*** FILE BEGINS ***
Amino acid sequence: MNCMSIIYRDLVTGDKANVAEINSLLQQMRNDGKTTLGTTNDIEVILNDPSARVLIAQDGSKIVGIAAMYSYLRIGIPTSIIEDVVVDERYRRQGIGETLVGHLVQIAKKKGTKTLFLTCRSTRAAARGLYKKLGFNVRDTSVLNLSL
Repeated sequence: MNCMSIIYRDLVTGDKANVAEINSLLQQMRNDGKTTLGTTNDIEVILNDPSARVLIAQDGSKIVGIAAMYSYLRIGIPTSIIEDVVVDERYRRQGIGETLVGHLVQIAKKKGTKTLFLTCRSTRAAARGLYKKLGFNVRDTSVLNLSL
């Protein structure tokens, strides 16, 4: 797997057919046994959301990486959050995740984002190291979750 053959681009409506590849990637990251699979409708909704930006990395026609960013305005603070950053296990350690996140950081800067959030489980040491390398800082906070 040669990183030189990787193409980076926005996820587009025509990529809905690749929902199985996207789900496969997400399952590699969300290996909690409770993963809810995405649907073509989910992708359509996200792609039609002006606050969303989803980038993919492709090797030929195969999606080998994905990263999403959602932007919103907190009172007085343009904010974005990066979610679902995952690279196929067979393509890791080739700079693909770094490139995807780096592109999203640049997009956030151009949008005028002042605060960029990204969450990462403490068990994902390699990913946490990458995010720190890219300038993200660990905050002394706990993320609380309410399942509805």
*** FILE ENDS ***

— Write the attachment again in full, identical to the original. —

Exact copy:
Amino acid sequence: MNCMSIIYRDLVTGDKANVAEINSLLQQMRNDGKTTLGTTNDIEVILNDPSARVLIAQDGSKIVGIAAMYSYLRIGIPTSIIEDVVVDERYRRQGIGETLVGHLVQIAKKKGTKTLFLTCRSTRAAARGLYKKLGFNVRDTSVLNLSL
Repeated sequence: MNCMSIIYRDLVTGDKANVAEINSLLQQMRNDGKTTLGTTNDIEVILNDPSARVLIAQDGSKIVGIAAMYSYLRIGIPTSIIEDVVVDERYRRQGIGETLVGHLVQIAKKKGTKTLFLTCRSTRAAARGLYKKLGFNVRDTSVLNLSL
């Protein structure tokens, strides 16, 4: 797997057919046994959301990486959050995740984002190291979750 053959681009409506590849990637990251699979409708909704930006990395026609960013305005603070950053296990350690996140950081800067959030489980040491390398800082906070 040669990183030189990787193409980076926005996820587009025509990529809905690749929902199985996207789900496969997400399952590699969300290996909690409770993963809810995405649907073509989910992708359509996200792609039609002006606050969303989803980038993919492709090797030929195969999606080998994905990263999403959602932007919103907190009172007085343009904010974005990066979610679902995952690279196929067979393509890791080739700079693909770094490139995807780096592109999203640049997009956030151009949008005028002042605060960029990204969450990462403490068990994902390699990913946490990458995010720190890219300038993200660990905050002394706990993320609380309410399942509805």